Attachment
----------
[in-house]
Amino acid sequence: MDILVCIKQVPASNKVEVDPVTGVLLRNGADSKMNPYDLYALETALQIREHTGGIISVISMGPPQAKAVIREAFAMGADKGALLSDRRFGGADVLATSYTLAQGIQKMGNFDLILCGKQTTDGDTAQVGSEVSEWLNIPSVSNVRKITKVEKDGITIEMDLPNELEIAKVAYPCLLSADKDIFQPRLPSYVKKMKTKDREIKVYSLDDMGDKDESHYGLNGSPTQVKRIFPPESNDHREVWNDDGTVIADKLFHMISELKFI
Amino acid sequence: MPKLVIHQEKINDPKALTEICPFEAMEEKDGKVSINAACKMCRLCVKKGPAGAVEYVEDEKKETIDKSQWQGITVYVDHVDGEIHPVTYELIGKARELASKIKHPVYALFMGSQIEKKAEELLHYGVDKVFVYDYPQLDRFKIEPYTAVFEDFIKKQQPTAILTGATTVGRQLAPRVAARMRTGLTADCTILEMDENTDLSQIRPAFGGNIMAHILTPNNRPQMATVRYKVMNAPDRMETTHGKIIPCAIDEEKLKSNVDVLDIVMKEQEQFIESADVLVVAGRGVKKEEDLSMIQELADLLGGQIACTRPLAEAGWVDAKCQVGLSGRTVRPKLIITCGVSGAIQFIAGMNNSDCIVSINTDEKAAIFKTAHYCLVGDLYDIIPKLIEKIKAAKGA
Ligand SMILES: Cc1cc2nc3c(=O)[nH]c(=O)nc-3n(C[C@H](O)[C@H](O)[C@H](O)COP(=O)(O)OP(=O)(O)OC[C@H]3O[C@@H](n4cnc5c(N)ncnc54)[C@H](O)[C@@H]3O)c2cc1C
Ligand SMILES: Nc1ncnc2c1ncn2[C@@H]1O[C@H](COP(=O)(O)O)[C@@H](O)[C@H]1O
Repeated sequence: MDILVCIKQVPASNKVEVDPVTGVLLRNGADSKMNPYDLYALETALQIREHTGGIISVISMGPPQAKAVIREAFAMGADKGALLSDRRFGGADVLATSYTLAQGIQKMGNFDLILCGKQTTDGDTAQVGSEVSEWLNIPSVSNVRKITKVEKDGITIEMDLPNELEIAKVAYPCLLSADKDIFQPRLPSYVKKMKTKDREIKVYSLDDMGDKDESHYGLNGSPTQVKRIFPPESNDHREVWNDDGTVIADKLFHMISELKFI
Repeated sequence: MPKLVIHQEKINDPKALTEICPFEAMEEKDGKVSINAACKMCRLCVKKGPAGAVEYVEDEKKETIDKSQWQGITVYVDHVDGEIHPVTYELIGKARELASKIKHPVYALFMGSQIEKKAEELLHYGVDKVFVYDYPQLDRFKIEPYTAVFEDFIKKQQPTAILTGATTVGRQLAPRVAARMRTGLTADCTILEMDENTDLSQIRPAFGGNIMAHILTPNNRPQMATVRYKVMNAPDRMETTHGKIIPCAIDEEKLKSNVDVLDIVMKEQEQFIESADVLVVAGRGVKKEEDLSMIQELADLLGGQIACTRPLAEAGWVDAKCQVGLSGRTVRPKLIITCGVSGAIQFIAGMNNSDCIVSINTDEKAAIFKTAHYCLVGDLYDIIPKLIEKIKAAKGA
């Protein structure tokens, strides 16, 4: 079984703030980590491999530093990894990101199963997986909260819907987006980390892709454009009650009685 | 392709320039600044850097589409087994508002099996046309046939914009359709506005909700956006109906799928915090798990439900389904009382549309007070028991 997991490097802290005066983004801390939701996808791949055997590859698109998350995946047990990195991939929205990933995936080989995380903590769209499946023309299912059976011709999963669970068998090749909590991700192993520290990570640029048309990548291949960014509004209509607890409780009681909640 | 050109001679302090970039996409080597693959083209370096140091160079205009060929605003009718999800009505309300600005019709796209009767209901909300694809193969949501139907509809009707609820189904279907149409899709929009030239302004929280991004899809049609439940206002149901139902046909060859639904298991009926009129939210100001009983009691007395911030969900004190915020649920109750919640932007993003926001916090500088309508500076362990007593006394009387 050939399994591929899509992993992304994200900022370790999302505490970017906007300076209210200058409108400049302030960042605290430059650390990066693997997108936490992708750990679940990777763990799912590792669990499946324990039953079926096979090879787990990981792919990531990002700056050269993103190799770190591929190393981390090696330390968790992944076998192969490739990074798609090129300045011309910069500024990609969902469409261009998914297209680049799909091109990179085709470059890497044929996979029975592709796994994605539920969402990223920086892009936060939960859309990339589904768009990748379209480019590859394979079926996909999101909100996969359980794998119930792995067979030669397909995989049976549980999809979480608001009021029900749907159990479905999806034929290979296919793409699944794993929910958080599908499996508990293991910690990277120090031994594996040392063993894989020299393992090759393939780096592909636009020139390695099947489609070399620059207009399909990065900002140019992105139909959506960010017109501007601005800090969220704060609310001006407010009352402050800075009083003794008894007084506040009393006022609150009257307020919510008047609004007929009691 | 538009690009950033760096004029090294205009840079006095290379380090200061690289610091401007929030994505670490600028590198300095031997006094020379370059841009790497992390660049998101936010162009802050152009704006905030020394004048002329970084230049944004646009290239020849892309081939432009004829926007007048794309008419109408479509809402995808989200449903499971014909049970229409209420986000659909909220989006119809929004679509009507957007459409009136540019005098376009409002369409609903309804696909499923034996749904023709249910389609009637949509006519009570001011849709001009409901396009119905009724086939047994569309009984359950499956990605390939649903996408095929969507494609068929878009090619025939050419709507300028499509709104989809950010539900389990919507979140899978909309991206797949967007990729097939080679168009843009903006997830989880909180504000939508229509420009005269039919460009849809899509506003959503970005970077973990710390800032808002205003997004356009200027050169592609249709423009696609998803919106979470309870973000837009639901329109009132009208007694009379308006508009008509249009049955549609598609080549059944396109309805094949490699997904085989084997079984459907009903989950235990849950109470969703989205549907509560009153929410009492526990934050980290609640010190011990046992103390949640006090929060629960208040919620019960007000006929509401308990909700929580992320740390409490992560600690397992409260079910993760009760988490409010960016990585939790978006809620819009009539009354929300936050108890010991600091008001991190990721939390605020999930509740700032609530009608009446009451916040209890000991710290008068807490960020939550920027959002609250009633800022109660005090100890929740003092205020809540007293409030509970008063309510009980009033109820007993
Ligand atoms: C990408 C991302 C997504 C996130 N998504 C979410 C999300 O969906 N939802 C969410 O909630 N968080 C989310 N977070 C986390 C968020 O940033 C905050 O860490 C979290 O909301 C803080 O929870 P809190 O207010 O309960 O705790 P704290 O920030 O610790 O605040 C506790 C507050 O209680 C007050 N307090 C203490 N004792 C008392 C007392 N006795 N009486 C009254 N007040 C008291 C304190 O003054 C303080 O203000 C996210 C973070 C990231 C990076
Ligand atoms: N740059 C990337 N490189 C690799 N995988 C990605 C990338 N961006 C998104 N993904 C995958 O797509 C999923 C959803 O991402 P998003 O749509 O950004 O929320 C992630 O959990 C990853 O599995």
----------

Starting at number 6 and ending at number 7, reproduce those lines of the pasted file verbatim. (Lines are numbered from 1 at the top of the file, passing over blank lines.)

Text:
Repeated sequence: MDILVCIKQVPASNKVEVDPVTGVLLRNGADSKMNPYDLYALETALQIREHTGGIISVISMGPPQAKAVIREAFAMGADKGALLSDRRFGGADVLATSYTLAQGIQKMGNFDLILCGKQTTDGDTAQVGSEVSEWLNIPSVSNVRKITKVEKDGITIEMDLPNELEIAKVAYPCLLSADKDIFQPRLPSYVKKMKTKDREIKVYSLDDMGDKDESHYGLNGSPTQVKRIFPPESNDHREVWNDDGTVIADKLFHMISELKFI
Repeated sequence: MPKLVIHQEKINDPKALTEICPFEAMEEKDGKVSINAACKMCRLCVKKGPAGAVEYVEDEKKETIDKSQWQGITVYVDHVDGEIHPVTYELIGKARELASKIKHPVYALFMGSQIEKKAEELLHYGVDKVFVYDYPQLDRFKIEPYTAVFEDFIKKQQPTAILTGATTVGRQLAPRVAARMRTGLTADCTILEMDENTDLSQIRPAFGGNIMAHILTPNNRPQMATVRYKVMNAPDRMETTHGKIIPCAIDEEKLKSNVDVLDIVMKEQEQFIESADVLVVAGRGVKKEEDLSMIQELADLLGGQIACTRPLAEAGWVDAKCQVGLSGRTVRPKLIITCGVSGAIQFIAGMNNSDCIVSINTDEKAAIFKTAHYCLVGDLYDIIPKLIEKIKAAKGA